On its initial broadcast on Channel 4 on 25 February 2013, the finale of the second season of Charlie Brooker’s Black Mirror, “The Waldo Moment”, was regarded by many reviewers and online commentators as something of a disappointment. However, from the middle of 2015 onwards those returning to the episode seemed to have very different observations to make about “The Waldo Moment”: Sabienna Bowman now suggested that it was “the most relevant episode of Black Mirror of them all” (2016) and Brogan Morris indicated that “None of it looks far-fetched now” (2017), with Charlie Brooker adding to this with a memorable post on Twitter on 9 November 2016 that simply read “This isn’t an episode. This isn’t marketing. This is reality” (qtd. in McDermott). What might have happened then between 25 February 2013 and 9 November 2016 to have changed opinions in such a way about “The Waldo Moment”? How did a forty-four-minute-long drama about the emergence of an unqualified and unsuitable political candidate made famous by a popular television show, with no clear opinions or policy, who instead prefers to insult opponents while offering little substance outside well-worn platitudes, someone who nobody thinks could win an election but who proves able to connect with voters who have come to regard all of those who represent the political establishment as self-serving and corrupt, a candidate who asks and even offers to pay for supporters to physically attack his rivals and opponents, go from “unfocused” to “the most relevant episode of Black Mirror of them all”?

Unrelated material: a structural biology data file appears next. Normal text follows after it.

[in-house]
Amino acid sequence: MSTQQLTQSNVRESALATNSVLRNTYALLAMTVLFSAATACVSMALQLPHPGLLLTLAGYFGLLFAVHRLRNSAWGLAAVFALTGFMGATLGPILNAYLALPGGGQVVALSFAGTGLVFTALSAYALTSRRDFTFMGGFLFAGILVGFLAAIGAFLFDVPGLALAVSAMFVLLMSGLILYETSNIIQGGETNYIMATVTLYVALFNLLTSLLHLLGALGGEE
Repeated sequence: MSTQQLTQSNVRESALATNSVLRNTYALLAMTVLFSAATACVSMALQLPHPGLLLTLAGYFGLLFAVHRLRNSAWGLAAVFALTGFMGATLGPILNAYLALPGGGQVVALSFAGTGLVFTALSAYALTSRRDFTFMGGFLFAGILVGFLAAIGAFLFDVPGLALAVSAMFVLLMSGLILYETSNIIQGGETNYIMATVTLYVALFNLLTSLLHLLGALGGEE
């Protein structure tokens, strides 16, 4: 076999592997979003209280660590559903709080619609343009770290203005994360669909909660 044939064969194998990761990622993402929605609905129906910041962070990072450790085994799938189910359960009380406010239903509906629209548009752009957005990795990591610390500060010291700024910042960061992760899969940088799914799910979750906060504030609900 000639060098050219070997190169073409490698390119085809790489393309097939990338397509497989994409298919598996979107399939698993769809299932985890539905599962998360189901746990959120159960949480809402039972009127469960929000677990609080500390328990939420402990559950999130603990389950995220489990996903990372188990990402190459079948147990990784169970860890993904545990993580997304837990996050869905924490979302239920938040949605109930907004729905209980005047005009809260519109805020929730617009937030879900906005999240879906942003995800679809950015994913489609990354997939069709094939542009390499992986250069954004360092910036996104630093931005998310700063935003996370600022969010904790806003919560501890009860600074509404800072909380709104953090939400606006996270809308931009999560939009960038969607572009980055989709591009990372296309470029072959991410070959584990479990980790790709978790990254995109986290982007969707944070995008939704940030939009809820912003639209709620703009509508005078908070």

|Title of host publication||Through the Black Mirror|
|Subtitle of host publication||Deconstructing the Side Effects of the Digital Age|
|Editors||Terence McSweeney, Stuart Joy|
|Publisher||Palgrave Macmillan Ltd.|
|Number of pages||12|
|Publication status||Published - 25 Sept 2019|